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Professor Bluegill

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Published on: May. 2, 1997

Last revision: Oct. 26, 2010

shore, I resort to sinking fly lines, or weighted flies and strike indicators, often prospecting around drop offs, submerged trees and brush until I find fish. A few avid bluegill anglers utilize electronic fish finders to locate fish in larger bodies of water.

You'll find lots of bluegills but the challenge is finding "big" bluegills. I consider a big bluegill anything over 8 inches long, with trophies starting at 10 inches. I know anglers who specialize in stalking trophy bluegills with a fly rod, traveling all over Missouri and to distant states in their quest.

Whoa! Wait a minute, this is starting to sound like trout fishing.

The truth is, you can make fly fishing for bluegill whatever you want. You can use one fly pattern, fish the known spawning locations of a familiar local pond on warm spring afternoons, and you have the ingredients for rewarding and relaxing fishing fun. Scientific anglers might even enjoy chasing schooling bluegills with size 20 dry flies during a hatch of Caenis mayflies on a late-summer evening.

Whatever approach you choose, you'll find that bluegill, like trout, were designed for the fly rod. Bluegills make their living eating invertebrates, insects, crustaceans and a myriad of other small bugs. They're not designed to chase down 6-inch gizzard shad, so throwing a plug the size of a small poodle just scares them. Fly fishing is the perfect way to catch almost any fish that eats small foods imitated by tiny artificials.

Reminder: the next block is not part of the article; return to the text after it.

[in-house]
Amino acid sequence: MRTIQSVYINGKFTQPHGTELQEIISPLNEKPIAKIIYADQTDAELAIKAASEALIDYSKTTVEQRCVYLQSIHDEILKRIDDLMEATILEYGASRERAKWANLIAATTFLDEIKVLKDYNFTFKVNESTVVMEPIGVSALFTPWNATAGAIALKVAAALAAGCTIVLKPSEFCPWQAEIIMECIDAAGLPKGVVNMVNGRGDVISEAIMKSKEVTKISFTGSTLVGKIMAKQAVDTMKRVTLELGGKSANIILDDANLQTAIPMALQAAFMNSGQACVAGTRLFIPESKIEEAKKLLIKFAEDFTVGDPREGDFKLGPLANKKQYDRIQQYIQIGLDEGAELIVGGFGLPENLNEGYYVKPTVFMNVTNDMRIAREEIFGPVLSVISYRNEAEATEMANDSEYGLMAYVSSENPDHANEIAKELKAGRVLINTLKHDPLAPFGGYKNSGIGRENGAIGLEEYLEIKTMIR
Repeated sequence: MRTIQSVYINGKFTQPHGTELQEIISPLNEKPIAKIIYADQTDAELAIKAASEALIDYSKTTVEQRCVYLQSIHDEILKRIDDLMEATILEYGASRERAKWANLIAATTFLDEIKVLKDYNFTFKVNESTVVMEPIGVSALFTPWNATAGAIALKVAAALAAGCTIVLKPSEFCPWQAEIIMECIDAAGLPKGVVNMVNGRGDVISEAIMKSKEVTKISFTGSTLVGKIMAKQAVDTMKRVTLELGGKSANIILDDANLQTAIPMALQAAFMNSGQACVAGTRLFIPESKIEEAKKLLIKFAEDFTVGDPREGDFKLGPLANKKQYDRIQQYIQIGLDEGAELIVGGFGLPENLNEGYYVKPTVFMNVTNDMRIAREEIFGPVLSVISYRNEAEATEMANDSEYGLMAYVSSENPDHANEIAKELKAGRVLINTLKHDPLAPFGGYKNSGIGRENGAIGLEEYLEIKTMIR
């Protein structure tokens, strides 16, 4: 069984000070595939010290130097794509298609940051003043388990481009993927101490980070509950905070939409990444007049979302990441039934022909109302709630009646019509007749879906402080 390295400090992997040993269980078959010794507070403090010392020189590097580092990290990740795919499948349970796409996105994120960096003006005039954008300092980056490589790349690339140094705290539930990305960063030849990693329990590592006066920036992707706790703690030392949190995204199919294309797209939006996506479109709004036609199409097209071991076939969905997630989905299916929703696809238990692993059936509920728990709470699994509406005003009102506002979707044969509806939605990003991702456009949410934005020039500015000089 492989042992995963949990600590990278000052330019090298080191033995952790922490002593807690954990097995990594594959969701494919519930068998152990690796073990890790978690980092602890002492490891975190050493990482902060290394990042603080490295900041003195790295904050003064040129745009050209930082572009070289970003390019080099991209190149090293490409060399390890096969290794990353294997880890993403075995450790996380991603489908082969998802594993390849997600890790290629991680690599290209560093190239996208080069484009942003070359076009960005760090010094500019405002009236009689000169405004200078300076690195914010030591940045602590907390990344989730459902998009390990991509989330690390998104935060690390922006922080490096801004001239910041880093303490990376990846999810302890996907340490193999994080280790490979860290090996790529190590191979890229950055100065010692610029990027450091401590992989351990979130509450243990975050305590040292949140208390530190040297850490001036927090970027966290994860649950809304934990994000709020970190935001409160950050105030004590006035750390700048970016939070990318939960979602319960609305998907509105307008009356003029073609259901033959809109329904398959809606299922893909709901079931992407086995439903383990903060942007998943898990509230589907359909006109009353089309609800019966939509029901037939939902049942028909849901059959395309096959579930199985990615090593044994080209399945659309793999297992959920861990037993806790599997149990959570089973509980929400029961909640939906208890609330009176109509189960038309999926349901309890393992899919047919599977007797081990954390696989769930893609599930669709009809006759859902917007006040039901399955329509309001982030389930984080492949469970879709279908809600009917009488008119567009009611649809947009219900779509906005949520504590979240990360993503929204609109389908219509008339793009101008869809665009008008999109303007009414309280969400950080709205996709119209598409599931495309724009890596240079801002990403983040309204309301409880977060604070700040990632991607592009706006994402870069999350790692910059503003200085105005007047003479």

Fly fishing for bluegills isn't just fun, it's deadly effective. However, don't get greedy. Help yourself to a nice meal of bluegill fillets now and then, but give big bluegills the same respect you'd give big bass or trout. In Missouri, bluegill take 6 or 7 years to grow to 8 inches. Obviously, Mother Nature cannot replace such old fish overnight. Limit your kill, don't kill your limit.

To Get Started:

  • Rod: 7- to 9-foot fly rods designed to cast 4- to 6-weight lines.
  • Reel: a lightweight, single-action reel with a clicker drag is all you need.
  • Line: Double taper or weight-forward taper floating fly lines are the most versatile. Check your rod for the manufacturer's suggested line weight before you buy.
  • Leaders: 7.5- to 9-foot tapered leaders with 3- to 6-pound test tippets.
  • Flies: A wide variety of wet and dry flies, nymphs, streamers, cork and deer hair poppers, jigs and sponge bugs will all catch bluegill. Size 10-14 hooks are usually best.
  • Accessories: Because bluegills have such small mouths, a pair of hemostats is useful for removing hooks. Polarized sunglasses and a hat with a brim will keep sun and hooks out of your eyes and help you see the fish before casting.

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